It doesn't matter if you're a sceptic or not, what you're missing is the technology behind how HDMI cables work. This is cribbed from wikipedia, hopefully it answers your question (note the bit about cables running at 340mHz, far higher than the 20kHz or so that any analogue cable needs to carry):

Quote:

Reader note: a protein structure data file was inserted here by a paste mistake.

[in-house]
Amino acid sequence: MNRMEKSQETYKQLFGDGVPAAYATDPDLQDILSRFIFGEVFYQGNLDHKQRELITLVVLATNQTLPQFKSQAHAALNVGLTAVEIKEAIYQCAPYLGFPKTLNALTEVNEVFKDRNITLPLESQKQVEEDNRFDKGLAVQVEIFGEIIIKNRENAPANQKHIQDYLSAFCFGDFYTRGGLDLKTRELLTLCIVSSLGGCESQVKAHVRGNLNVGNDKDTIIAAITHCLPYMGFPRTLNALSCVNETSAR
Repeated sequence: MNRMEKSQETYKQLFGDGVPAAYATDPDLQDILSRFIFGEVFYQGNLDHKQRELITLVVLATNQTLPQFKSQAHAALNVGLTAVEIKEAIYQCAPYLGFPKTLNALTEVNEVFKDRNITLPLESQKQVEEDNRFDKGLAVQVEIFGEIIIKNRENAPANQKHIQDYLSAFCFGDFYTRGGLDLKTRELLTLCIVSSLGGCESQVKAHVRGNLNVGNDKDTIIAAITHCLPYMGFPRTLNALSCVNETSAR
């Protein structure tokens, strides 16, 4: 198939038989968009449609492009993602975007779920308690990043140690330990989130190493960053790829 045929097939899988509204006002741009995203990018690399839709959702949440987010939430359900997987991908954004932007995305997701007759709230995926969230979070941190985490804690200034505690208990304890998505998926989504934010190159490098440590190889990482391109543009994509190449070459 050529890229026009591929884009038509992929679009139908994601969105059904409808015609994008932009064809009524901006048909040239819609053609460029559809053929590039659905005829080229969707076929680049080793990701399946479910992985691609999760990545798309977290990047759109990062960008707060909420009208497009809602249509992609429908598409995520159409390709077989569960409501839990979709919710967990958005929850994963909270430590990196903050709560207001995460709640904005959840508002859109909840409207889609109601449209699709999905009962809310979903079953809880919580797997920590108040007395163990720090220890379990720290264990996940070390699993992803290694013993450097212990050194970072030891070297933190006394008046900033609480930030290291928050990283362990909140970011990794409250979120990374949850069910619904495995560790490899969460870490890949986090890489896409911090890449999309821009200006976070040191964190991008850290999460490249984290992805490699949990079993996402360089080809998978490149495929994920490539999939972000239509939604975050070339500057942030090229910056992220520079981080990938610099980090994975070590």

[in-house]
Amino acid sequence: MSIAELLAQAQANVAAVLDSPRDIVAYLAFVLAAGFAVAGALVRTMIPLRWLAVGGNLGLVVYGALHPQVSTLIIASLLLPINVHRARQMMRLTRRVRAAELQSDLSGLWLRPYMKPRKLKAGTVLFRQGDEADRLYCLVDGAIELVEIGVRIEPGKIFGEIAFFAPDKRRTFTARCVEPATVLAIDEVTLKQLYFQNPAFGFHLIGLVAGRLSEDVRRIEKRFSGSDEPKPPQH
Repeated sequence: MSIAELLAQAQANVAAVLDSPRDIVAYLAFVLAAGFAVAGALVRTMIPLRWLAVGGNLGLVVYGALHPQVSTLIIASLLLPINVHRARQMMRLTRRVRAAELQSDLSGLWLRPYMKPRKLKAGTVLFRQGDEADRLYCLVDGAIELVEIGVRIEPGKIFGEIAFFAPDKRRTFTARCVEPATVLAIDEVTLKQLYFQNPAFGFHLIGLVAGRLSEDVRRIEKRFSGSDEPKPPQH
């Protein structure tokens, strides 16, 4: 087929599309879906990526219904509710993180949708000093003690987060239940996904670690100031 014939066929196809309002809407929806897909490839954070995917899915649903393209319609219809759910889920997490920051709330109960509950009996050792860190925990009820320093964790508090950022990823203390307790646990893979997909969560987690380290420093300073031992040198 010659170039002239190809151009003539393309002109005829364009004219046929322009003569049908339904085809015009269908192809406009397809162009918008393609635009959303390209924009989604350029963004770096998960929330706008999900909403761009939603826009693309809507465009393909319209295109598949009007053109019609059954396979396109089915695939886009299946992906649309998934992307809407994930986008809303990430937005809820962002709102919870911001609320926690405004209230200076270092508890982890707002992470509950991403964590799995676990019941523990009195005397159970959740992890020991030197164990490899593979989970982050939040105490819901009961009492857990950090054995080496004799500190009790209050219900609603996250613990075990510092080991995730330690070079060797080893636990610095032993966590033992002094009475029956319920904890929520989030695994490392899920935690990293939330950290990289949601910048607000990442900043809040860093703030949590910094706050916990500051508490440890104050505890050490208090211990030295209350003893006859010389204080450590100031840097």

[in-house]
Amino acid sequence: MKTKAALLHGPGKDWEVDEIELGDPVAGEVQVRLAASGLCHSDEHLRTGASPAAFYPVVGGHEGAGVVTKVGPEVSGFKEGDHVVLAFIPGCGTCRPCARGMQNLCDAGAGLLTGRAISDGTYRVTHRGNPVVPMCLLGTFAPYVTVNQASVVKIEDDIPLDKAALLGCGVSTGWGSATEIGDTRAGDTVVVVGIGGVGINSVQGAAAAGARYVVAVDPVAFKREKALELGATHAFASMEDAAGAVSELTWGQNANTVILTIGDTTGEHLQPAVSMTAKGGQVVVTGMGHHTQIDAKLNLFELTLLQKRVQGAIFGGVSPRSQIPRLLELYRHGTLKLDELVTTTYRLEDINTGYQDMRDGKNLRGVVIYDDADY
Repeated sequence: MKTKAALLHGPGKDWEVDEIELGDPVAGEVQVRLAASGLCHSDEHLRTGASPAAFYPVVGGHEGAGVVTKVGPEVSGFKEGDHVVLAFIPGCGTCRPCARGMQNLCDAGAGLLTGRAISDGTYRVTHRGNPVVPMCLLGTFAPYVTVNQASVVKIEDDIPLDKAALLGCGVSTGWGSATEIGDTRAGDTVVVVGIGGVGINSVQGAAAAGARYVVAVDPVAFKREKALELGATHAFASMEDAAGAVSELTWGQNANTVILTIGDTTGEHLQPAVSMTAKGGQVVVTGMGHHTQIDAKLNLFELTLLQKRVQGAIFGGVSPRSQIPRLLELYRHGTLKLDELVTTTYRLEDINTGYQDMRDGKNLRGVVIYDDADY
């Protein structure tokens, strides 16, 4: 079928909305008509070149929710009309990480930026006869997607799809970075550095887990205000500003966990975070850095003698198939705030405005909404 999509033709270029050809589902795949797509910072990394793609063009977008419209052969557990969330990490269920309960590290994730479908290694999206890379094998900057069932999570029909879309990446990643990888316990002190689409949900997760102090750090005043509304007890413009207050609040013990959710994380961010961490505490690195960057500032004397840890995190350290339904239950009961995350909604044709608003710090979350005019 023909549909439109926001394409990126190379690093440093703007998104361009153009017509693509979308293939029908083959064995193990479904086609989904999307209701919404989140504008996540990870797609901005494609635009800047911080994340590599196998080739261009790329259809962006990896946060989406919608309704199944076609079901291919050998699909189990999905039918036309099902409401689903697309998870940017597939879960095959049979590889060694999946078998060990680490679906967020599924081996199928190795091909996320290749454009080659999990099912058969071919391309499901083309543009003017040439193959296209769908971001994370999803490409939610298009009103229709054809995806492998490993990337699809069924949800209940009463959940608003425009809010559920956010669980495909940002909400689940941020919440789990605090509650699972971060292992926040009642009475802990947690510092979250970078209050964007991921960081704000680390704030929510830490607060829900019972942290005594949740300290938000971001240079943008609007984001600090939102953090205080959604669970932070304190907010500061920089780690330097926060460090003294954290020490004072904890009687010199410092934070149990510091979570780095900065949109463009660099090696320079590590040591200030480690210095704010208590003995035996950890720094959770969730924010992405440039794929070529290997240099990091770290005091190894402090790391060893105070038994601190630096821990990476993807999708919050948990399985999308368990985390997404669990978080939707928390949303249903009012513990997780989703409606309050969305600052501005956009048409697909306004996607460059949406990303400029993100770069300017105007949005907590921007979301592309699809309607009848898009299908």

Although no maximum length for an HDMI cable is specified, signal  attenuation (dependent on the cable's construction quality and conducting materials) limits usable lengths in practice. [117] [118] HDMI 1.3 defines two cable categories: Category 1-certified cables, which have been tested at 74.5 MHz (which would include resolutions such as 720p60 and 1080i60), and Category 2-certified cables, which have been tested at 340 MHz (which would include resolutions such as 1080p60 and 2160p30). [111] [119] [120] Category 1 HDMI cables are marketed as "Standard" and Category 2 HDMI cables as "High Speed". [1] This labeling guideline for HDMI cables went into effect on October 17, 2008. [121] [122] Category 1 and 2 cables can either meet the required parameter specifications for interpair skew, far-end crosstalk, attenuation and differential impedance, or they can meet the required nonequalized/equalized eye diagram requirements. [119] A cable of about 5 meters (16 ft) can be manufactured to Category 1 specifications easily and inexpensively by using 28  AWG (0.081 mm²) conductors. [117] With better quality construction and materials, including 24 AWG (0.205 mm²) conductors, an HDMI cable can reach lengths of up to 15 meters (49 ft). [117] Many HDMI cables under 5 meters of length that were made before the HDMI 1.3 specification can work as Category 2 cables, but only Category 2-tested cables are guaranteed to work for Category 2 purposes. [123]